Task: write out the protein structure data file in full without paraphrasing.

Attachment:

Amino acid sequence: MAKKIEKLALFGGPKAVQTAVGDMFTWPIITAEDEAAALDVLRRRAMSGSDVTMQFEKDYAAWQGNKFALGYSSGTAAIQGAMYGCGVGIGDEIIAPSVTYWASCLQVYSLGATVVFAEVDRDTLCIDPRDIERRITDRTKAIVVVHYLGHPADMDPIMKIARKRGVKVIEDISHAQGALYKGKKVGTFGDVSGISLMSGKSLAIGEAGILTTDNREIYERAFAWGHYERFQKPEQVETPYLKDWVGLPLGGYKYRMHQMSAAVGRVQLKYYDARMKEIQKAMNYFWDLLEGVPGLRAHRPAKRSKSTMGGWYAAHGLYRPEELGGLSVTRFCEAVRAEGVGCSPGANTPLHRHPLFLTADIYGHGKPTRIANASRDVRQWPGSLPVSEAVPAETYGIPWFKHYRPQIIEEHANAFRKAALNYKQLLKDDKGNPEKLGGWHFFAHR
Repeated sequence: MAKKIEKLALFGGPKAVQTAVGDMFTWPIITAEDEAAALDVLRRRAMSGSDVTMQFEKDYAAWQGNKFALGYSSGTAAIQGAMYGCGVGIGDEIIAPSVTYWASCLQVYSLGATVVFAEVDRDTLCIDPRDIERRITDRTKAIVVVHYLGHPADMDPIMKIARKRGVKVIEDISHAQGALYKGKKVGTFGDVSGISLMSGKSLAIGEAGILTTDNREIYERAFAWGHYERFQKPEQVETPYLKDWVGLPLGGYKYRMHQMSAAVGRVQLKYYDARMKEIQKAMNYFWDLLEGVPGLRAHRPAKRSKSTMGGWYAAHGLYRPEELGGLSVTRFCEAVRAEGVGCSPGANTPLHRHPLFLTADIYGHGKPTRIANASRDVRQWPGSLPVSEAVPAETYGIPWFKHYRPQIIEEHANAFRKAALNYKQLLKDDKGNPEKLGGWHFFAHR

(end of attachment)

Amino acid sequence: MAKKIEKLALFGGPKAVQTAVGDMFTWPIITAEDEAAALDVLRRRAMSGSDVTMQFEKDYAAWQGNKFALGYSSGTAAIQGAMYGCGVGIGDEIIAPSVTYWASCLQVYSLGATVVFAEVDRDTLCIDPRDIERRITDRTKAIVVVHYLGHPADMDPIMKIARKRGVKVIEDISHAQGALYKGKKVGTFGDVSGISLMSGKSLAIGEAGILTTDNREIYERAFAWGHYERFQKPEQVETPYLKDWVGLPLGGYKYRMHQMSAAVGRVQLKYYDARMKEIQKAMNYFWDLLEGVPGLRAHRPAKRSKSTMGGWYAAHGLYRPEELGGLSVTRFCEAVRAEGVGCSPGANTPLHRHPLFLTADIYGHGKPTRIANASRDVRQWPGSLPVSEAVPAETYGIPWFKHYRPQIIEEHANAFRKAALNYKQLLKDDKGNPEKLGGWHFFAHR
Repeated sequence: MAKKIEKLALFGGPKAVQTAVGDMFTWPIITAEDEAAALDVLRRRAMSGSDVTMQFEKDYAAWQGNKFALGYSSGTAAIQGAMYGCGVGIGDEIIAPSVTYWASCLQVYSLGATVVFAEVDRDTLCIDPRDIERRITDRTKAIVVVHYLGHPADMDPIMKIARKRGVKVIEDISHAQGALYKGKKVGTFGDVSGISLMSGKSLAIGEAGILTTDNREIYERAFAWGHYERFQKPEQVETPYLKDWVGLPLGGYKYRMHQMSAAVGRVQLKYYDARMKEIQKAMNYFWDLLEGVPGLRAHRPAKRSKSTMGGWYAAHGLYRPEELGGLSVTRFCEAVRAEGVGCSPGANTPLHRHPLFLTADIYGHGKPTRIANASRDVRQWPGSLPVSEAVPAETYGIPWFKHYRPQIIEEHANAFRKAALNYKQLLKDDKGNPEKLGGWHFFAHR